Riding your bike should be a workout. However, your entire body should not ache every time you get off your bike. If you are achy all over after you get off your bike, then your bike does not fit you right. You need a bike that fits your body or you need to make adjustments to your existing bike so that it fits your body better. If your bike is just off by a little bit, you'll be uncomfortable when you ride. Here are a few tricks that will allow you to test and see if your bike is set up right, or if it needs a few adjustments.
#1 Check Your Saddle Position
The position of your saddle matters. It should be lined up so that your saddle is level with the ground. You may find a slight forward tilt comfortable, although flat is generally the way to go. If your saddle is tilted too far forward, your body will slide forward when you ride. This will cause you to put too much pressure on your hands and thus your back and shoulders. If your saddle is tilted too far backwards, you will slide back when you are riding your bike. This can also be uncomfortable on your private parts. Avoid pain by keeping your saddle even with the ground.
#2 Check Your Saddle Height
You also need to keep an eye on the height of your saddle. You can check your saddle height by leaning your bike against a wall and putting your foot on the pedals of your back. Sitting on your bike, practice pedaling and pay attention to the position of your leg. When your leg is in the 6 o'clock position, your leg should be almost straight and your hips should not move. If your hips move and rock, then your saddle is set too high and you need to lower it a bit. Your saddle should be at a height that allows you to peddle without rocking your hips too much.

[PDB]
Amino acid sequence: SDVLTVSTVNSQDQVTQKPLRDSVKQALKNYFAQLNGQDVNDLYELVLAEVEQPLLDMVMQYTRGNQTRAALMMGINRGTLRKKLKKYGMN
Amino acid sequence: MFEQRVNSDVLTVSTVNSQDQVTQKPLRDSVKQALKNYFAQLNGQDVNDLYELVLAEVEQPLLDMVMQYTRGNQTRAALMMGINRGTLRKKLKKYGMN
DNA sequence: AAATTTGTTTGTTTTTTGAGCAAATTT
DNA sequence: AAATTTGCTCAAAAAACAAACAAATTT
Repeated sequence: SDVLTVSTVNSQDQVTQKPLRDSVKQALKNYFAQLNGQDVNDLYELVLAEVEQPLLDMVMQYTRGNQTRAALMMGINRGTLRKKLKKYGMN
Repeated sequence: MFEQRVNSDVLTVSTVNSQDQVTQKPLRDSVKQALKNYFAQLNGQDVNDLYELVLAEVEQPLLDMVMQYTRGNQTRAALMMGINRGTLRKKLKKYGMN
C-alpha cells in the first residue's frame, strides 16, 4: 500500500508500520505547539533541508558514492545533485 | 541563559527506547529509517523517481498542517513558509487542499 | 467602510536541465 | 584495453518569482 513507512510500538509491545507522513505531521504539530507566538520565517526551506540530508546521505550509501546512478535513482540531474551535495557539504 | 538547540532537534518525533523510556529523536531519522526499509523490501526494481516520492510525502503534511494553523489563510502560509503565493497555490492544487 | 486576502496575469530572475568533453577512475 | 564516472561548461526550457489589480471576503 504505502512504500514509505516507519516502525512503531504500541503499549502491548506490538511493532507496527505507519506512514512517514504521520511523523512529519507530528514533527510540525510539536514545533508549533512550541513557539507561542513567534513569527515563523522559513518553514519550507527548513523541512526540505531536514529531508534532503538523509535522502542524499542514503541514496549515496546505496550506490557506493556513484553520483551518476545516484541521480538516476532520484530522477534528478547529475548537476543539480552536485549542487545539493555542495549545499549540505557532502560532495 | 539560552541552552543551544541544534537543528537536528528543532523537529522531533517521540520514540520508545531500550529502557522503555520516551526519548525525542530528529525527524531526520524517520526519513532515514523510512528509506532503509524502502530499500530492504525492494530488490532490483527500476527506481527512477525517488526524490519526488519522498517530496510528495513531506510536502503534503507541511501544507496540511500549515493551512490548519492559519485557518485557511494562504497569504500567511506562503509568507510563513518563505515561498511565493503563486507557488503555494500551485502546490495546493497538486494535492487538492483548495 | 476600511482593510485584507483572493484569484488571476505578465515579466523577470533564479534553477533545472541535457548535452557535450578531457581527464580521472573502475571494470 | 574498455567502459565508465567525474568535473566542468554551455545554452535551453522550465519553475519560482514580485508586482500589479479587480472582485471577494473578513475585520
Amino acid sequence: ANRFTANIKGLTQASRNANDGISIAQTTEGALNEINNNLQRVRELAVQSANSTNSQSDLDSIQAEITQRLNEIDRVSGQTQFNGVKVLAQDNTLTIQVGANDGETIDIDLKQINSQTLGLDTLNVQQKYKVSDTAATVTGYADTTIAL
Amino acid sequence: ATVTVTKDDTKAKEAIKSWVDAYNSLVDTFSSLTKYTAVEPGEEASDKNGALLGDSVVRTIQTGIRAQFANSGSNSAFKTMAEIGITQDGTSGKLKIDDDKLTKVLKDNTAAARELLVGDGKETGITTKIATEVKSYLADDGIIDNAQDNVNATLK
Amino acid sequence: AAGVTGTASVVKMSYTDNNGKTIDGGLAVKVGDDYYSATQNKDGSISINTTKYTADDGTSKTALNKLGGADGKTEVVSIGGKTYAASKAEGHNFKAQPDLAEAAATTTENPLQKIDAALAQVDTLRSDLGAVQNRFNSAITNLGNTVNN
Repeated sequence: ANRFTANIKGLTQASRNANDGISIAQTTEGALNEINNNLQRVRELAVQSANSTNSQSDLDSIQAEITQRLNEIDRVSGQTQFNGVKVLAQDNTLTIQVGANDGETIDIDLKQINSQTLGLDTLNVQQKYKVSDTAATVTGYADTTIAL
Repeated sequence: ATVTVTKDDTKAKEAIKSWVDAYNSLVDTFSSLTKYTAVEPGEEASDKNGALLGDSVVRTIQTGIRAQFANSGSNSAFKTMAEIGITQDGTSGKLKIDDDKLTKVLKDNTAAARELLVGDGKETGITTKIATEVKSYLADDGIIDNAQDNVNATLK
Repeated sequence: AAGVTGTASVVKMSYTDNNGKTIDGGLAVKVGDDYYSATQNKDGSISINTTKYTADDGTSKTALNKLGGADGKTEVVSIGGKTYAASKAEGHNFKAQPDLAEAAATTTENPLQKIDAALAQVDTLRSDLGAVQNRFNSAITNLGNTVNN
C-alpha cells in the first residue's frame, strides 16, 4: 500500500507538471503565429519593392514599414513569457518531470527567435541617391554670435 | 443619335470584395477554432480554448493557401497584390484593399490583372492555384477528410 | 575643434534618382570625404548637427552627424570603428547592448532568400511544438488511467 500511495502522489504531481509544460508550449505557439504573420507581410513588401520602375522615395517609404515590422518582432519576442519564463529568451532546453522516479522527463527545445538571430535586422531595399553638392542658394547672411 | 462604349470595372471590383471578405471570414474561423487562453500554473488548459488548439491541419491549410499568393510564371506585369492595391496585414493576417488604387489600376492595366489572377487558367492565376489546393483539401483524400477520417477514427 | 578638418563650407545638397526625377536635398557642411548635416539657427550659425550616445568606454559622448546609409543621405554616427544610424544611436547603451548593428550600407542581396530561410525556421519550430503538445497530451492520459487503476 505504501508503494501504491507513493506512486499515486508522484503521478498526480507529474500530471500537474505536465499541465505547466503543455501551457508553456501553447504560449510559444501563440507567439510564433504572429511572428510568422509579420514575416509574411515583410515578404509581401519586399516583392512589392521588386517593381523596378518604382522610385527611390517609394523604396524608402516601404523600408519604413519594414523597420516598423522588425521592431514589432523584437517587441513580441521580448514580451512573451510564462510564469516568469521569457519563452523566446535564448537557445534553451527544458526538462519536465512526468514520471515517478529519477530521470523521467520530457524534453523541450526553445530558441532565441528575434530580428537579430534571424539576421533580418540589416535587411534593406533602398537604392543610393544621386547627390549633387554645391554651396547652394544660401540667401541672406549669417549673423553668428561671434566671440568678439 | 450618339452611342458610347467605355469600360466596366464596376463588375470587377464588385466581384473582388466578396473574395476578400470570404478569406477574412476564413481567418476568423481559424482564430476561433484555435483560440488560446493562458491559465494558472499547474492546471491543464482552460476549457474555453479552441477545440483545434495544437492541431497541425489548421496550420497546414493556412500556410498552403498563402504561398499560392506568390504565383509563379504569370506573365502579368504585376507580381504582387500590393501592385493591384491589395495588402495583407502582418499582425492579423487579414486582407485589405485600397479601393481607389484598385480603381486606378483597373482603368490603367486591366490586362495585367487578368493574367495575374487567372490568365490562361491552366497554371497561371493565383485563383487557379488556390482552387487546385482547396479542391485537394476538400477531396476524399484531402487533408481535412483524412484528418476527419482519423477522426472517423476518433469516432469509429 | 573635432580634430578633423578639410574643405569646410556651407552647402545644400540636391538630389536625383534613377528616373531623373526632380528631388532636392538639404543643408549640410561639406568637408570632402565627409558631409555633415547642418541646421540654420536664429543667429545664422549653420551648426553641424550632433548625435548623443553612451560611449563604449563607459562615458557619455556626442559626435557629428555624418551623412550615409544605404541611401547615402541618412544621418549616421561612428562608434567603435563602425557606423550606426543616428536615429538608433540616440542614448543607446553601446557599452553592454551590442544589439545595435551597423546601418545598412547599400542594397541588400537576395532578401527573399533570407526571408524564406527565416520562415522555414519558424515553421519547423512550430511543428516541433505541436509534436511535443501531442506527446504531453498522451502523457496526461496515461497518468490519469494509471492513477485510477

#3 Check Your Saddle Size
Keep in mind that you can change out the saddle on your bike. Remember that a big and squishy seat doesn't necessarily mean that it will be comfortable. You need to find a saddle that feels comfortable to you. Everyone's body is slightly different, so what feels comfortable to one person may not feel comfortable to another person. For cruisers, where your body is positioned more upright, a wider seat can be more comfortable. For racing bikes, a slimmer fit may be more comfortable.
#4 Check The Handle Bar
Finally, check the handle bar and make sure that it is set up right so that you can reach the handlebars comfortably. When sitting on your bike, you should not be able to see the hub on your bike. If you can see the hub over your handlebars, you need to raise the stem of your handlebars. If you can see the hub behind the handlebars, you need a shorter stem. You should be able to adjust the height of your handle bars up and down.
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